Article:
The Options Market Maker Exception to SEC Regulation SHO

Thomas Stratmann, John W. Welborn | Jul 31, 2012

Trading in the U.S. stock market is shaped by myriad rules and institutions that govern the conduct of market participants. These rules not only set boundaries on trading but also create opportunities for novel trading strategies designed to lower costs and increase profits. Thus, the stock market provides an excellent opportunity to study the economic incentive effects associated with institutional change.

An important area of securities regulation concerns the clearance and settlement of trades. In the U.S. stock market, trade settlement does not occur on the date of the trade. While cash and securities in customer accounts are generally credited or debited instantly, actual share transfers are delayed through a netting process that allows broker-dealers and the clearinghouse to offset transactions among multiple counterparties.

When one party does not deliver shares to the clearinghouse by the trade date plus three days (“T+3”), a settlement failure occurs. This “fail-to-deliver” (FTD) is documented as a delivery obligation in the clearinghouse account of the broker-dealer that executed the trade. The stock settlement system accommodates settlement failures to promote market liquidity.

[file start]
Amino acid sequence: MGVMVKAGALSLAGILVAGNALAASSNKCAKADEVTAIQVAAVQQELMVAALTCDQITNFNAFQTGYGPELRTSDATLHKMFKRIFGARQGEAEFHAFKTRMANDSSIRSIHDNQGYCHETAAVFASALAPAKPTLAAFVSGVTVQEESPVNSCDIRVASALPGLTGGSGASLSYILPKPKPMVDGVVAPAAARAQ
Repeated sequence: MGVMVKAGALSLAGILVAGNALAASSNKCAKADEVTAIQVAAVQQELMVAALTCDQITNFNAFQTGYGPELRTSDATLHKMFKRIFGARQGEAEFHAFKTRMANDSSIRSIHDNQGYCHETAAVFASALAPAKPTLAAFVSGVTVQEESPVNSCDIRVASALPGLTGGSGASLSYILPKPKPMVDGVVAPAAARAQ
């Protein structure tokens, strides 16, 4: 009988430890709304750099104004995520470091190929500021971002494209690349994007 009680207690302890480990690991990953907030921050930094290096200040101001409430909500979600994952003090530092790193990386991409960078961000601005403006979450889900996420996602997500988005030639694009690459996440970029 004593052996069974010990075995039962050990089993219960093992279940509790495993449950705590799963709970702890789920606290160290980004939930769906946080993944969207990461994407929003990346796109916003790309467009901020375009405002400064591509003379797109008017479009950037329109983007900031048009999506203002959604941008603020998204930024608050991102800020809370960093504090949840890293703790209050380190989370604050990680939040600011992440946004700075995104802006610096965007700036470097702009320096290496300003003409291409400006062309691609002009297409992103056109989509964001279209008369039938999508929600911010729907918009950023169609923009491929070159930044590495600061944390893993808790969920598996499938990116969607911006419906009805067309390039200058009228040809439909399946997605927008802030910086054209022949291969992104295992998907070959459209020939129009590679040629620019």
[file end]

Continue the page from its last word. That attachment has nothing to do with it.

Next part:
Regulations established by the U.S. Securities and Exchange Commission (SEC) require delivery of shares for long and short sales. Delivered shares, long or short, result in a change in “beneficial ownership” while naked short sales do not. To ensure prompt trade close-out and reduce settlement failures from short sales, the SEC enacted Regulation SHO in 2005. Regulation SHO incorporated and formalized some concepts found in older rules governing short sales and settlement. These rules evolved through rulemaking by the self-regulatory organizations (SROs). SROs are U.S. stock exchanges like the New York Stock Exchange (NYSE) and NASDAQ.

Regulation SHO strengthened an SRO Exception from trade locate and close-out requirements for market makers engaged in bona-fide market making. The Exception allowed options market makers to delay delivering shares sold short in connection with hedging activities. The Exception applied only to shorting that served market liquidity.

This Exception to the close-out requirement for optionable stocks was eliminated in September 2008. The repeal was due in part to complaints by some market participants that short sellers took advantage of this “loophole” in the rules to build artificially large synthetic short positions through the options market.[1] Other commenters were concerned that market makers unnecessarily incurred more FTDs than necessary to ensure market liquidity. Finally, the SEC was concerned about abuse in the form of circumventing short sale delivery requirements, a practice exposed in the 2007 Arenstein disciplinary decisions by the American Stock Exchange and the Financial Industry Regulatory Authority (FINRA).[2]

The SEC and FINRA have since brought numerous disciplinary actions against options market makers (OMMs) for naked short selling and failing to deliver in connection with market making that is not bona fide.3 For example, the SEC (2012) outlines how one options market maker used complex conversion trades to satisfy demand for hard-to-borrow securities. The buyers of the conversions were “large prime brokers,” a division of large broker-dealers that services hedge funds and institutional clients. These prime brokers obtained scarce stock that “command[ed] large fees in the stock loan market” (SEC 2012, pages 3-4).